Different projects have different problems. Older projects often have the problem that they don’t have test suites. Newer projects, which think they’re open source, often tend to not have a license, which means they’re not open source at all. So help them identify and fix those problems.
I guess the third way would be with the whole badging project itself. We would love to get feedback, improvements, suggestions… We don’t wanna change the criteria willy nilly because people spend time answering those, but certainly if they need to be clarified, that’s great. If they wanna actually change them, add new ones or delete ones, that’s fine, although we wanna do that much more slowly, particularly adding new criteria. We don’t wanna do that more than annually. But we can, and we expect to, but we’re gonna need people’s help because we wanna make sure that we have everybody’s viewpoints, not just one person’s.
Hopefully that will give you at least a… There is room for lots of people to contribute, in a lot of different ways.
Yeah. We’ll definitely link up the Criteria.md file because that’s interesting to me… Just being able to breeze that on your own, just to look at it. I like how you said if you’re not involved on a project and you depend on a project, that as an applicant for a badge who doesn’t have the badge or doesn’t have tests, then obviously step in or reach out to the maintainer and ask them how you can help to spread the word about this initiative. That makes a lot of sense to me.
[01:04:12.08] One question, David… Since you’re a listener of this show, you may know that when we tail off the show we like to ask about somebody who’s influenced you. We often call it the programming hero, or just hero in general, and I’m kind of curious who might be your hero, because you were a child of the ‘80s, you were doing lots of cool stuff way back then, so you’ve got expansive history of who may have influenced you over the years. If you had to narrow it down to one though, who might be your hero?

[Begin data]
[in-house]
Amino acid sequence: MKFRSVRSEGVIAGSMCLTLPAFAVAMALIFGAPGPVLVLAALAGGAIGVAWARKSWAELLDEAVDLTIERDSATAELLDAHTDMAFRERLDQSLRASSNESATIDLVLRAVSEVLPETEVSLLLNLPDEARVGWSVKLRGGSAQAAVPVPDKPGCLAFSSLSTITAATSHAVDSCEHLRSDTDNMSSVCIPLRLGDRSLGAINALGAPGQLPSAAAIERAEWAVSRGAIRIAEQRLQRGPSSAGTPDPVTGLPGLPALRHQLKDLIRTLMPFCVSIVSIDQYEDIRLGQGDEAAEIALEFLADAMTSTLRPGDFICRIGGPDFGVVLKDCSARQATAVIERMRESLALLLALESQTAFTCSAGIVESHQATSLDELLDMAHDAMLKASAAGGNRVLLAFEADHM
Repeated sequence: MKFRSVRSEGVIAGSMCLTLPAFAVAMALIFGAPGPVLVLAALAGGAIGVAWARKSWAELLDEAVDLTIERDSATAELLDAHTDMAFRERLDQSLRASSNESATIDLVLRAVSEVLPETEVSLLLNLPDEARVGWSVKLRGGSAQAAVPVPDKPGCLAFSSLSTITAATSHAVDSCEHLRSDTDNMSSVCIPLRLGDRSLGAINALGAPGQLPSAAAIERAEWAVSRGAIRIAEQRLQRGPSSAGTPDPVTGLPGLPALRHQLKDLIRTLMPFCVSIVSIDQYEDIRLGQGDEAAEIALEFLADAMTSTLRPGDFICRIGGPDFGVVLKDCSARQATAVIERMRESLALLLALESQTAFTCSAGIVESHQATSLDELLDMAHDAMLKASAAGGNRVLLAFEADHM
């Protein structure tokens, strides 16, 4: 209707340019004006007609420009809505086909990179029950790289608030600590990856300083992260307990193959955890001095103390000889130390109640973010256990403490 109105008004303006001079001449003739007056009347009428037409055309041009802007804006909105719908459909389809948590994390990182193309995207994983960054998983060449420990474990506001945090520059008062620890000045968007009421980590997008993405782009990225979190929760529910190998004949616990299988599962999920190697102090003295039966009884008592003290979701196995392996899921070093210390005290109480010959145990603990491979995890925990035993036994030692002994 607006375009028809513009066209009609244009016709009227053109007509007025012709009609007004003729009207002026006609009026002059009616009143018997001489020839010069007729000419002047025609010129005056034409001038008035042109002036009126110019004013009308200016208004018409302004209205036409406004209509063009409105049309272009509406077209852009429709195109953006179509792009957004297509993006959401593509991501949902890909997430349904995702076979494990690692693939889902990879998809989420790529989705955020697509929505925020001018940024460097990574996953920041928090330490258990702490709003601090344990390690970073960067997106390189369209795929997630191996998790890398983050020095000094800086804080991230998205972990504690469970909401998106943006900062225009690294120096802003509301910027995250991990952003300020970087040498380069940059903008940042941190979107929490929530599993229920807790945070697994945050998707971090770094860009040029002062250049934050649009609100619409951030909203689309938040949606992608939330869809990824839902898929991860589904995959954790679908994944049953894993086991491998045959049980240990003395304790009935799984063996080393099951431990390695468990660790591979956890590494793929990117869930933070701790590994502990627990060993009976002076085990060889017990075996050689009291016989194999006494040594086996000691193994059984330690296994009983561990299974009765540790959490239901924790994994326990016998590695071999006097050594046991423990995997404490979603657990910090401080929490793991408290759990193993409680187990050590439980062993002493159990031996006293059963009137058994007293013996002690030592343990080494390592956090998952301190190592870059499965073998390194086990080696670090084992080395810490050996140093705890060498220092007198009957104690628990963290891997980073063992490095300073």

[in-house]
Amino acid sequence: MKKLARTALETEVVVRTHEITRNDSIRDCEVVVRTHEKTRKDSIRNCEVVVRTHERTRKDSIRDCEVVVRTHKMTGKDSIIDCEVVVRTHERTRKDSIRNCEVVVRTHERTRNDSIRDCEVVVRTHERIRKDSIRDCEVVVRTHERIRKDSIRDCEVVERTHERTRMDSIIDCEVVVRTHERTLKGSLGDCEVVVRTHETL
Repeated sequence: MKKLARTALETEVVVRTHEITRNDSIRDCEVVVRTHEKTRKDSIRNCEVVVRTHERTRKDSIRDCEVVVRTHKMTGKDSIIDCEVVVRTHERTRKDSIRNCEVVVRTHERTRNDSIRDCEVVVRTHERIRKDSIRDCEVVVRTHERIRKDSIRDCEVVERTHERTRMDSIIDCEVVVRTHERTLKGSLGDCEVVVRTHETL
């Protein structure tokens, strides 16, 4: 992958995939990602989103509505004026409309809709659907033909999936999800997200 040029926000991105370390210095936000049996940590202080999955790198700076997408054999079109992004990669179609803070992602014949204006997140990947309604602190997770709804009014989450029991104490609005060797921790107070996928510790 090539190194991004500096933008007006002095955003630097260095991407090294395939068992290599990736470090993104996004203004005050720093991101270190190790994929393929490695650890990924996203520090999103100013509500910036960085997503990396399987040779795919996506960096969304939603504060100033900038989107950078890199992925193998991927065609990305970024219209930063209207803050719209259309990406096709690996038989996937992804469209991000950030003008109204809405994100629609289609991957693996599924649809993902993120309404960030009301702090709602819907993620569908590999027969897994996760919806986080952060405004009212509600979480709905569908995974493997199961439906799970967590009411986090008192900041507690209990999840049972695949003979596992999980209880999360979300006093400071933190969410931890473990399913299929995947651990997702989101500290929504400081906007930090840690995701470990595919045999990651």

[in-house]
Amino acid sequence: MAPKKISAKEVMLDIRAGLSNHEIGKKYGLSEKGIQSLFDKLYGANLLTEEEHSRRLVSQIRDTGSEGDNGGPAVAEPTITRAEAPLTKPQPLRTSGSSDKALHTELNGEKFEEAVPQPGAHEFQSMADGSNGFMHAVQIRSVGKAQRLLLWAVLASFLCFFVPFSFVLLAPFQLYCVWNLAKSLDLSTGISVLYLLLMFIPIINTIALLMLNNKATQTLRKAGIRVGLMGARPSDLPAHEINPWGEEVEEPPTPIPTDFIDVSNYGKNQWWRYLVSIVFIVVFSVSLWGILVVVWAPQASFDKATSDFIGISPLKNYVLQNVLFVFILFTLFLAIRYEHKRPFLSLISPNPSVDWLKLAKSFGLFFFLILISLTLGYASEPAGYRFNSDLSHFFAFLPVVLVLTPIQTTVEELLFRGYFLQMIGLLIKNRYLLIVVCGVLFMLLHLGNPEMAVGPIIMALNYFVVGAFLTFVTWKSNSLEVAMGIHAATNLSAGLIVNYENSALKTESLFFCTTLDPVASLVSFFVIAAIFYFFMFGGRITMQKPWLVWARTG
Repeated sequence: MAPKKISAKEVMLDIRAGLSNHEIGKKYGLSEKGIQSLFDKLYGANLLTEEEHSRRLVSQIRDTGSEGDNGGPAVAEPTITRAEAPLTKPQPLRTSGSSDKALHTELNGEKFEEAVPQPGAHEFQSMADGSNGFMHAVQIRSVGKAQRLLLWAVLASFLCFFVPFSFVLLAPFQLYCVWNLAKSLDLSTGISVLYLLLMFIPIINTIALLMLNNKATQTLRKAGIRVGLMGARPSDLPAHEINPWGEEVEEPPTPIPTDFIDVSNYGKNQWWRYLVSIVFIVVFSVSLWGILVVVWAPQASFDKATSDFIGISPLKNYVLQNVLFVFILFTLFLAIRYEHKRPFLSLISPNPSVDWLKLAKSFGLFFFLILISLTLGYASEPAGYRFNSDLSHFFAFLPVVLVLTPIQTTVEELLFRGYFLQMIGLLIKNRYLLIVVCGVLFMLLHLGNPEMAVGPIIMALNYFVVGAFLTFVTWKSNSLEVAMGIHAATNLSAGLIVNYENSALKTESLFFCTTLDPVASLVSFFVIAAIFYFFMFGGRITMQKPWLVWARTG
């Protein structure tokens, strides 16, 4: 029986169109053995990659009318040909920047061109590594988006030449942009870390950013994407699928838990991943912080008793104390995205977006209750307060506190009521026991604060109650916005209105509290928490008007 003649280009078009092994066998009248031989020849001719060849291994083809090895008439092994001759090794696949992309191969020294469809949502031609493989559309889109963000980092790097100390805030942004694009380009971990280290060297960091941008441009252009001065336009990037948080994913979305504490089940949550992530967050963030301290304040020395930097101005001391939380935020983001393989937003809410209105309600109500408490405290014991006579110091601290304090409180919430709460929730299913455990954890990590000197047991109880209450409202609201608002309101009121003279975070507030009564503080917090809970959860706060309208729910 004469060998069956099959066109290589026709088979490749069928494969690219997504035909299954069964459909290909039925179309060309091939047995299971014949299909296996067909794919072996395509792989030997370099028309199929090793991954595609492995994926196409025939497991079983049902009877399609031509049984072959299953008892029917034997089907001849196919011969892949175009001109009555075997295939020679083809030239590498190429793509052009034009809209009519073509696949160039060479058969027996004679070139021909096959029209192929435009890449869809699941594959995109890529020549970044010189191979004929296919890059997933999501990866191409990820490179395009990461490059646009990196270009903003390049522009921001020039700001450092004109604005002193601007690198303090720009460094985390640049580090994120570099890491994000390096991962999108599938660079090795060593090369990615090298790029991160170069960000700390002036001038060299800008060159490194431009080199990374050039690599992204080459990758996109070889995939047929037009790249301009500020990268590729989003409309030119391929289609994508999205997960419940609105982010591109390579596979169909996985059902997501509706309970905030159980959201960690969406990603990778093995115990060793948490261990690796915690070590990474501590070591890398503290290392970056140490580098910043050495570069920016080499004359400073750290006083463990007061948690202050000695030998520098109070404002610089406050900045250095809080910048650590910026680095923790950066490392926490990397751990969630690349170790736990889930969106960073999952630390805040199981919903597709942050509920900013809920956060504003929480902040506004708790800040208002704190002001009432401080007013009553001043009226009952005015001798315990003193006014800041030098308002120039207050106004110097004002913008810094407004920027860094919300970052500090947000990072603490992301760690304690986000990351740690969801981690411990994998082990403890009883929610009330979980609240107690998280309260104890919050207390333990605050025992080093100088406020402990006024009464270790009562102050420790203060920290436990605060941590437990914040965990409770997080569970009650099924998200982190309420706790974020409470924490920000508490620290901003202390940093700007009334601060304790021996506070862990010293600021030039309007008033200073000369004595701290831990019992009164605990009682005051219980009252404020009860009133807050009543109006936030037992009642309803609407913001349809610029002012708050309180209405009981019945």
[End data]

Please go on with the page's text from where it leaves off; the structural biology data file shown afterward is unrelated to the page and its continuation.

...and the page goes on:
I’ve got several I could point to, but if I only am allowed to use one, I guess I’d point out Robert Dewar; some people may not know him… Unfortunately, he died not that long ago, but he’s done all sorts of cool things. He was an academic, he did a lot of advocacy for open source software, he started an open source company which is still thriving… But the area that I remember him in specifically is a compiler author; he wrote several interesting compilers. Way back when he actually wrote the GNAT, the gcc-ada compiler. At the time he wrote it, there was this sort of set of “Here’s how you do this sort of compiler.” This sort of compilation works for x or y, you’ve gotta have all these complicated caches, and have talked to a lot of folks, he worked out a system he kind of blew away the conventional wisdom. Instead of having this complicated caching system that required really a whole lot of complicated, error-prone code to keep straight, he basically threw away all of that, and instead worked very, very carefully on a hand-optimized lexer. It was a pain to make that hand-optimized lexer, but it was a little tiny piece of the compiler, and by optimizing one little piece, he managed to eliminate a huge raft of code, and the whole compiler was much, much, much faster than anything that had been around before.
So basically by looking carefully at the problem he figured out, “Oh, here’s a much better way of doing the tradeoffs than had been done before.” He ended up with something that was tons faster, much smaller - what’s not to like? And it was more reliable, too.
Obviously I love that, that’s good stuff there. David, it’s absolutely been a pleasure to have you on this show. I know that having a listener on the show is a bonus, for sure, and then having not only a listener on the show, but someone who shared a ping and shared their story with us on there… Obviously we track that quite well, so listeners out there, if you’re listening to this and you’re thinking, “Man, I love this show. I wanna suggest a topic, or maybe I’ll even suggest myself to come on”, go to github.com/thechangelog/ping, there’s issues there, submit one, look over some, help us out to say hello to people, or give feedback on different ideas. We love that.
David, this Core Infrastructure Initiative is a great thing. I’m glad that the Linux Foundation and the foundation you work with are doing this; this is great work to be doing for the open source community. That is it for this week. Thanks, Dave, for coming on this show, and listeners for tuning. Let’s call this done and say goodbye.